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Advising the candidates: who advises the 2008 presidential candidates on economic policy?

This lineup pretty well freezes the current outlook for both Republicans and Democrats without a sign now of a dating new outlook for any candidate (such as in 1980, when Jack Kemp and his adviser Jude Wanniski brought Ronald Reagan to the supply-side table). Nevertheless, the nature of the advisers introduces nuances in the economic platforms of the candidates. Here's the lay of the land:



Hillary Clinton: An all-star team of her husband's economic counselors during his presidency, augmented by a couple of former Congressional leaders favoring higher taxes and protectionism.

Barack Obama: Academic economists, not familiar names on the national scene, who are left of center but are more original and not as conventionally liberal as Clinton's advisers.


John Edwards: A multi-millionaire former cable executive gives populist advice to the multi-millionaire trial lawyer who follows the populist line.


Mitt Romney: Assembled well-known team, mainly supply-siders who include architects of George W. Bush's tax cuts and a former Congressional lieutenant of Jack Kemp.


Rudy Giuliani: Conservative, supply-side economists maneuvered the former Republican heretic back into the acceptable GOP fold.

John McCain: A father of the supply-side tax movement and a close George W. Bush ally have helped change his former anti-tax cut stance.


Fred Thompson: Brought on the chief economic adviser in Bush's 2000 campaign who was booted from his administration for dispensing too much truth.



In 1992 at age 34, a former aide to New York Governor Mario Cuomo named Gene Sperling climbed above better-known economic savants around presidential candidate Bill Clinton to draft his campaign economic plan. He rose to the Cabinet-level post of National Economic Director in the Clinton Administration and now is the key economic adviser to Senator Clinton's campaign. He is currently a senior fellow at the left-wing Center for American Progress (while also serving on the Council for Foreign Relations staff).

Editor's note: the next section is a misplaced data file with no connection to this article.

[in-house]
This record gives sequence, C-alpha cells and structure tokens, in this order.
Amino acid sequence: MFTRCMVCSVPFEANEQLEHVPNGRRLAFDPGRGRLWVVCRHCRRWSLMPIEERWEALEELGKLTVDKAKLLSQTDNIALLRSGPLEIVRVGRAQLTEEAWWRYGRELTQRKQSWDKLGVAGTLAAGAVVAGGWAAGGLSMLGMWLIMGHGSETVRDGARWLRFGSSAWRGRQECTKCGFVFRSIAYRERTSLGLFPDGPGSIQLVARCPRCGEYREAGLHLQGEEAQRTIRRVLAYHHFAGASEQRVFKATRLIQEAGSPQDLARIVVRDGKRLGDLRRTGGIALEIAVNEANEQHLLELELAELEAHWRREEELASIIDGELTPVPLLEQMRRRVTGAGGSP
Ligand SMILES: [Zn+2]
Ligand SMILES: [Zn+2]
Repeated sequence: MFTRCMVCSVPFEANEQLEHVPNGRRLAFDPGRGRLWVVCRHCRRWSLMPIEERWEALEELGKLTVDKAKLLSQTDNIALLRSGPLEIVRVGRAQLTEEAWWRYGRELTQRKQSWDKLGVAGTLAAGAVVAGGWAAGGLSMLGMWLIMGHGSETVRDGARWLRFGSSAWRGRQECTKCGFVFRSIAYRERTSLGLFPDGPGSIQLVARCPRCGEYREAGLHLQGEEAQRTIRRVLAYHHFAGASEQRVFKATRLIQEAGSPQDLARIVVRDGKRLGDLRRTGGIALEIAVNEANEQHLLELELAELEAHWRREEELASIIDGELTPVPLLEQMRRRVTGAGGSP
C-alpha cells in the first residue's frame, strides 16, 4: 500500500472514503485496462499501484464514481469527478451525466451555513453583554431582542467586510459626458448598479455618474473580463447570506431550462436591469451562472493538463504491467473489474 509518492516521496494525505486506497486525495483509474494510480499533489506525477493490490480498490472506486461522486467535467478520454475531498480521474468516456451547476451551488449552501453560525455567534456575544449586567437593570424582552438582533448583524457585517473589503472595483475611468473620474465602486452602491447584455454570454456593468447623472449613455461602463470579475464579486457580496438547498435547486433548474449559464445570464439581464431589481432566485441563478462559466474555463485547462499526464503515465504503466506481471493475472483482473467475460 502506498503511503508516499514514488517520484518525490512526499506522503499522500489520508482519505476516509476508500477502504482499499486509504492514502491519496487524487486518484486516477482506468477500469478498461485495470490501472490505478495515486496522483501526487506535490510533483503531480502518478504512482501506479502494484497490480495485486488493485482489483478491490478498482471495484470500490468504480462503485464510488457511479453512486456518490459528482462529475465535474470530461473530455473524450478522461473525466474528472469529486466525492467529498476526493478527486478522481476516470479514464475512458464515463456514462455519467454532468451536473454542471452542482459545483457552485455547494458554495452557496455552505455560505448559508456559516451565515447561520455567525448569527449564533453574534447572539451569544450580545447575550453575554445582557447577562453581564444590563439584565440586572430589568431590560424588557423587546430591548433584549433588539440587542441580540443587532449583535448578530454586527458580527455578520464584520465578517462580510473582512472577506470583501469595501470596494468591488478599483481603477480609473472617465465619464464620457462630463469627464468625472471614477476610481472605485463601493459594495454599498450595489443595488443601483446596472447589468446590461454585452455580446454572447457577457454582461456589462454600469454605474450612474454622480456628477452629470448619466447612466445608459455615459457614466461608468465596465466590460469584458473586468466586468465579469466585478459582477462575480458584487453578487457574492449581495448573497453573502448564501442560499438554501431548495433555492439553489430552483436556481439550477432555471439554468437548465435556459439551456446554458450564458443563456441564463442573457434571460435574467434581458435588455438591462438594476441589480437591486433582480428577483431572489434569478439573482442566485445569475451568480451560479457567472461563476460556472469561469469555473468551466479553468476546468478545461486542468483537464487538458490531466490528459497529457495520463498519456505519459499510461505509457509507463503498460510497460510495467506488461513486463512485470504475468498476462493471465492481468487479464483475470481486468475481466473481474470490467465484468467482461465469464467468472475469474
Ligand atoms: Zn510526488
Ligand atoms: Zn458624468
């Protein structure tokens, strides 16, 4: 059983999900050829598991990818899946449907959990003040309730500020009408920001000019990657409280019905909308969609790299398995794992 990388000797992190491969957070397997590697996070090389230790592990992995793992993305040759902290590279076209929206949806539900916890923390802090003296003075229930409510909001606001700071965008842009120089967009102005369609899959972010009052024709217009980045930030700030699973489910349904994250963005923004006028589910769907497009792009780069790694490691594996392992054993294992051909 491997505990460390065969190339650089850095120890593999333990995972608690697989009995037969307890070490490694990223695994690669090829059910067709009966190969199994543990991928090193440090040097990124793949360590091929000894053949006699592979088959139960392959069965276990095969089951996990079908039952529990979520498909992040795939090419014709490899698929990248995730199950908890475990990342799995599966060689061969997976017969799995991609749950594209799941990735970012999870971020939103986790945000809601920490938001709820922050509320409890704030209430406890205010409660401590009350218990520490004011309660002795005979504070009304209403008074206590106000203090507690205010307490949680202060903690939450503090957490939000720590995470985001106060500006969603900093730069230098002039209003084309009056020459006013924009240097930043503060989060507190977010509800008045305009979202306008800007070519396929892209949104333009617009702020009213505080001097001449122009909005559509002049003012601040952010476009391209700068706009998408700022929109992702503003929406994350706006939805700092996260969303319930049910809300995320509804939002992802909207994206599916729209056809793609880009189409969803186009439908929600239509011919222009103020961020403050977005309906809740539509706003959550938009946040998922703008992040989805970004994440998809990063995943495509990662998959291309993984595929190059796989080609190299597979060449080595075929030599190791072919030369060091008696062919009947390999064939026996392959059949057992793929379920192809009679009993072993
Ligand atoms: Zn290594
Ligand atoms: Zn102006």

Also providing economic advice is financier Roger C. Altman, a charter member FOB ("Friend of Bill"), who served as President Clinton's Deputy Secretary of the Treasury. He advised Senator John Kerry in his 2004 campaign and might have been Treasury Secretary in a Kerry Administration. Altman, chairman and co-CEO of Evercore Partners investment bankers, serves on the board (with Robert Rubin) of the Brookings Institution's Hamilton Project, which pours out health care and tax proposals. Former Treasury Secretary Rubin, chairman of Citigroup's executive committee, also advises Mrs. Clinton. Rounding out her economic advisory team are two big-name alumni of Congress: former House Majority Leader Dick Gephardt and former Senate Majority Leader Tom Daschle.


Sperling emerged from obscurity during the 1992 campaign as principal architect of Bill Clinton's economic plan. It featured a soak-the-rich tax increase that passed the Senate and House by one vote in each chamber, followed by Republican victories in the next three Congressional elections. Sperling is prescribing the same medicine for 2009, and the other Clinton advisers agree--as does the Senator herself. "You raise taxes on the wealthiest Americans to create tax relief for the less wealthy," she said this year.


There is similar agreement among Clinton and all her advisers to oppose any basic reform in Social Security. The Senator has called President Bush's proposal for personal accounts a "risky scheme" that "would undermine the promise of Social Security."

Just where Clinton is going on international trade is less clear. Sperling and Rubin helped craft her husband's free trade record in the White House. But they may be overridden by Gephardt's aggressively protectionist stance, dating back to his first run for president in 1988. Clinton's voting record in the Senate has been mainly protectionist, as is her rhetoric calling for "trade agreements with enforceable labor and environmental standards." Most indicative is her call for "a little timeout" before new trade agreements are signed--a clear protectionist signal. While she voted to give China most-favored-nation status, she later supported punishment of Beijing for "currency manipulation."

Clinton voted for Sarbanes-Oxley financial regulation in 2002 and since then has uttered no criticism of its impact. Altman, presumably her lead adviser on this issue, has declared he does not trace the "greater sensitivity" by corporate management to Sarbanes-Oxley.

Clinton takes the full liberal line on energy issues: Against oil and natural gas drilling in Alaska and the outer continental shelf, for the Kyoto Protocol on global warming, and for higher taxes on oil companies.